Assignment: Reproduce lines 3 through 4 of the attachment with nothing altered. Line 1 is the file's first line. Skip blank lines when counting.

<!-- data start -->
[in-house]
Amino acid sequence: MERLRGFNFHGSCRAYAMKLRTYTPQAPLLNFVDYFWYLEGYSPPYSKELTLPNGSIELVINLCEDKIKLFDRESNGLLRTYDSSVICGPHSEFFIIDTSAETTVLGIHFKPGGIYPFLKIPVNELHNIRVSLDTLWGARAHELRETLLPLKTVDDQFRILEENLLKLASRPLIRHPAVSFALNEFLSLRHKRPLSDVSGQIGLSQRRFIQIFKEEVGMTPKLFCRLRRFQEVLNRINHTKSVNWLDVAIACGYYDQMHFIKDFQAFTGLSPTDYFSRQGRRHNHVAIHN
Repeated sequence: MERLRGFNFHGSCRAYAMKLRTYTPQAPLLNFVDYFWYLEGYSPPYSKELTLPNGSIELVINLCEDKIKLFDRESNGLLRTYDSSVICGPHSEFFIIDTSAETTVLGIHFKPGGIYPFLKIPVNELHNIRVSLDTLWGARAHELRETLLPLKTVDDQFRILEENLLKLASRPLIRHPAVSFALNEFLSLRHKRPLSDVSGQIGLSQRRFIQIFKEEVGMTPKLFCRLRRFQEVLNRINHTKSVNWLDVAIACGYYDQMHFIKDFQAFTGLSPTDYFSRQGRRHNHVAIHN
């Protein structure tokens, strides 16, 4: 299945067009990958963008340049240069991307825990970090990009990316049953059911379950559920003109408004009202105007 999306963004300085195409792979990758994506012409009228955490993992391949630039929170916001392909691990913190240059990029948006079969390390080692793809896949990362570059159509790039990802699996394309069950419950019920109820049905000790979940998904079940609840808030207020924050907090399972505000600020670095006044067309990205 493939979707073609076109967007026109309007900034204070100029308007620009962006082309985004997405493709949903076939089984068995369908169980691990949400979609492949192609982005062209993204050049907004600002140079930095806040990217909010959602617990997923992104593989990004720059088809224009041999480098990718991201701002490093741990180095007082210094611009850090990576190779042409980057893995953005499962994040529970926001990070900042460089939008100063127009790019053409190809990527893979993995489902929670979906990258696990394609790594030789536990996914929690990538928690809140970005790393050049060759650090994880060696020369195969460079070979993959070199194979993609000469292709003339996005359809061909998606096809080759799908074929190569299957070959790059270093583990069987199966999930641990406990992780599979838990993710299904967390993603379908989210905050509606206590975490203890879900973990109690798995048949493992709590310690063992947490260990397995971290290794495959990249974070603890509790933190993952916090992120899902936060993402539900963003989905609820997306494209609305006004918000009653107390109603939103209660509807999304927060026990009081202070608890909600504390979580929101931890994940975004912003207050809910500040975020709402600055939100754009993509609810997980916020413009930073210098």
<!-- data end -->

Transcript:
Repeated sequence: MERLRGFNFHGSCRAYAMKLRTYTPQAPLLNFVDYFWYLEGYSPPYSKELTLPNGSIELVINLCEDKIKLFDRESNGLLRTYDSSVICGPHSEFFIIDTSAETTVLGIHFKPGGIYPFLKIPVNELHNIRVSLDTLWGARAHELRETLLPLKTVDDQFRILEENLLKLASRPLIRHPAVSFALNEFLSLRHKRPLSDVSGQIGLSQRRFIQIFKEEVGMTPKLFCRLRRFQEVLNRINHTKSVNWLDVAIACGYYDQMHFIKDFQAFTGLSPTDYFSRQGRRHNHVAIHN
């Protein structure tokens, strides 16, 4: 299945067009990958963008340049240069991307825990970090990009990316049953059911379950559920003109408004009202105007 999306963004300085195409792979990758994506012409009228955490993992391949630039929170916001392909691990913190240059990029948006079969390390080692793809896949990362570059159509790039990802699996394309069950419950019920109820049905000790979940998904079940609840808030207020924050907090399972505000600020670095006044067309990205 493939979707073609076109967007026109309007900034204070100029308007620009962006082309985004997405493709949903076939089984068995369908169980691990949400979609492949192609982005062209993204050049907004600002140079930095806040990217909010959602617990997923992104593989990004720059088809224009041999480098990718991201701002490093741990180095007082210094611009850090990576190779042409980057893995953005499962994040529970926001990070900042460089939008100063127009790019053409190809990527893979993995489902929670979906990258696990394609790594030789536990996914929690990538928690809140970005790393050049060759650090994880060696020369195969460079070979993959070199194979993609000469292709003339996005359809061909998606096809080759799908074929190569299957070959790059270093583990069987199966999930641990406990992780599979838990993710299904967390993603379908989210905050509606206590975490203890879900973990109690798995048949493992709590310690063992947490260990397995971290290794495959990249974070603890509790933190993952916090992120899902936060993402539900963003989905609820997306494209609305006004918000009653107390109603939103209660509807999304927060026990009081202070608890909600504390979580929101931890994940975004912003207050809910500040975020709402600055939100754009993509609810997980916020413009930073210098």